Publishers may need someone to lean on for website monetization, based on January 2015 polling by Adaptive Media. Among US digital publishers polled, more than one-quarter weren’t happy with the revenues they were generating from their sites.
Responses indicated that website monetization was generally harder than expected. Fully 42% of respondents said generating revenues from their site or blog had been slower and harder, vs. just 32% who said it had been faster and easier. Just over a quarter (26%) said it had been about what they expected.
Having someone focused on driving website revenues could help improve results. However, nearly two-thirds of respondents said they didn’t have anyone helping them manage and optimize the performance of their site monetization tools and ad zones.
Beyond leveraging human skills, implementing new ad formats can also help publishers drive more site revenues. Native advertising is one option, and there’s certainly appetite among buyers. According to Q4 2014 research by the Association of National Advertisers, 85% of US client-side marketers had run native advertising on digital publishing sites over the past year.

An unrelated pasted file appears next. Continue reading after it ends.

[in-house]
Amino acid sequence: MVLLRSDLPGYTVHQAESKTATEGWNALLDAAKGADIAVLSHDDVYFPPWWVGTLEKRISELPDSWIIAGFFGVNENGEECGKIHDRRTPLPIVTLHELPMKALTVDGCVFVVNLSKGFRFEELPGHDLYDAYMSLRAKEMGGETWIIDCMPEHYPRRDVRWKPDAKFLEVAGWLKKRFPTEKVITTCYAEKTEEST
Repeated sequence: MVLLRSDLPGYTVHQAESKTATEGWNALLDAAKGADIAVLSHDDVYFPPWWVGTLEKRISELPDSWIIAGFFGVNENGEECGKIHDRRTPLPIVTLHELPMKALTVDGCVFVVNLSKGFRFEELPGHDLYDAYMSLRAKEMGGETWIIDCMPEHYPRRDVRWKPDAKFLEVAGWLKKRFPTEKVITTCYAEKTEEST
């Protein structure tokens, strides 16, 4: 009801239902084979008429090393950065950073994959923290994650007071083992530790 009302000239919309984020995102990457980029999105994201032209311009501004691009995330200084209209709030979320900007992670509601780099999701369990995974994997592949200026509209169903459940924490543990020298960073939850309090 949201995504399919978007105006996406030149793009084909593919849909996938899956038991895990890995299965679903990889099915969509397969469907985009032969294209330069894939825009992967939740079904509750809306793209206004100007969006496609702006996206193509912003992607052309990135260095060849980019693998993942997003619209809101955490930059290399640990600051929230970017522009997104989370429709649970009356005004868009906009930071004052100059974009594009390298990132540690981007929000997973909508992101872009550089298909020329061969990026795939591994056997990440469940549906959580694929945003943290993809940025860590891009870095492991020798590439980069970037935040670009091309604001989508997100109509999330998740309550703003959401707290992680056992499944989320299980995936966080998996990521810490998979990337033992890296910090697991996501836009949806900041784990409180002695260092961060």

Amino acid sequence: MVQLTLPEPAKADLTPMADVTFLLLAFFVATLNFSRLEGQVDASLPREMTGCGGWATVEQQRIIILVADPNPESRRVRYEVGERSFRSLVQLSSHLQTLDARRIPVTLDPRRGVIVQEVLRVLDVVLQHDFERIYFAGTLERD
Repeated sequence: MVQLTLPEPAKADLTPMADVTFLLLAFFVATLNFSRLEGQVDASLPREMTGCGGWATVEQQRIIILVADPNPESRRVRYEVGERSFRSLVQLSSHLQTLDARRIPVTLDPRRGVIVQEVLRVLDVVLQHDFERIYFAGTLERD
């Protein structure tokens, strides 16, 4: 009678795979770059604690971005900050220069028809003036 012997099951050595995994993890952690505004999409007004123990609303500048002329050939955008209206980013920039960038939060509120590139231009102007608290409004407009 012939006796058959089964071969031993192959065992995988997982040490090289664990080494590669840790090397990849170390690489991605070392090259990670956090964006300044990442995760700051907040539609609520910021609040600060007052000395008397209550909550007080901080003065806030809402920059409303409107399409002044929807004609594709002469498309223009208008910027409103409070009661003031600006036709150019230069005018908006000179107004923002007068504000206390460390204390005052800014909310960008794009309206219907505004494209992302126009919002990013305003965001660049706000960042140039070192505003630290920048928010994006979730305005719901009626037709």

However, a small group of publishers is seeing most of that action, as few offer native advertising. October 2014 research by Cxense found that nearly two-thirds of US publishing executives didn’t run native ads on their sites, and less than one-quarter in this group intended to introduce such placements in the next 12 months.
Even for those running campaigns, measurement remains an issue. Cxense found that nearly six in publishing execs who currently sold native ads on their sites weren’t able to determine whether or not results were good—limiting their ability to provide potential buyers with metrics and improve their strategy.
You can read the full article in eMarketer here.